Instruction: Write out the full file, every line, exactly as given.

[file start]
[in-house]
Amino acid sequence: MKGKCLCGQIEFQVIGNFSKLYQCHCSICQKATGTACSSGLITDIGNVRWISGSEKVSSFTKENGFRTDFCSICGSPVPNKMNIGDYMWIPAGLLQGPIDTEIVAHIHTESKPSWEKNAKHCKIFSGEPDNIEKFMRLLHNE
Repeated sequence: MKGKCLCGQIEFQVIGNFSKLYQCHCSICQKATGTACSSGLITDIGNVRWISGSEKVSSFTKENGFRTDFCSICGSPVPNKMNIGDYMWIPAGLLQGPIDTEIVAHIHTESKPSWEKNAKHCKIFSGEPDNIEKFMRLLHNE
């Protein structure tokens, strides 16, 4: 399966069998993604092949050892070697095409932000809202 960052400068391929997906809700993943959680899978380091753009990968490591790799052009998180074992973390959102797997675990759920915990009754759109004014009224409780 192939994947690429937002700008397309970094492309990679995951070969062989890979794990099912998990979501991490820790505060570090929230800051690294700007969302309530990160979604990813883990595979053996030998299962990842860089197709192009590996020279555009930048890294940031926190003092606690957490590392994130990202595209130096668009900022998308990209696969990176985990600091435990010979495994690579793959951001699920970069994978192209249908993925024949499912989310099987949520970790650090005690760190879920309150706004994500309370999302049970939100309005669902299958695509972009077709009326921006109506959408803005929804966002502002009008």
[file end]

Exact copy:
[in-house]
Amino acid sequence: MKGKCLCGQIEFQVIGNFSKLYQCHCSICQKATGTACSSGLITDIGNVRWISGSEKVSSFTKENGFRTDFCSICGSPVPNKMNIGDYMWIPAGLLQGPIDTEIVAHIHTESKPSWEKNAKHCKIFSGEPDNIEKFMRLLHNE
Repeated sequence: MKGKCLCGQIEFQVIGNFSKLYQCHCSICQKATGTACSSGLITDIGNVRWISGSEKVSSFTKENGFRTDFCSICGSPVPNKMNIGDYMWIPAGLLQGPIDTEIVAHIHTESKPSWEKNAKHCKIFSGEPDNIEKFMRLLHNE
């Protein structure tokens, strides 16, 4: 399966069998993604092949050892070697095409932000809202 960052400068391929997906809700993943959680899978380091753009990968490591790799052009998180074992973390959102797997675990759920915990009754759109004014009224409780 192939994947690429937002700008397309970094492309990679995951070969062989890979794990099912998990979501991490820790505060570090929230800051690294700007969302309530990160979604990813883990595979053996030998299962990842860089197709192009590996020279555009930048890294940031926190003092606690957490590392994130990202595209130096668009900022998308990209696969990176985990600091435990010979495994690579793959951001699920970069994978192209249908993925024949499912989310099987949520970790650090005690760190879920309150706004994500309370999302049970939100309005669902299958695509972009077709009326921006109506959408803005929804966002502002009008």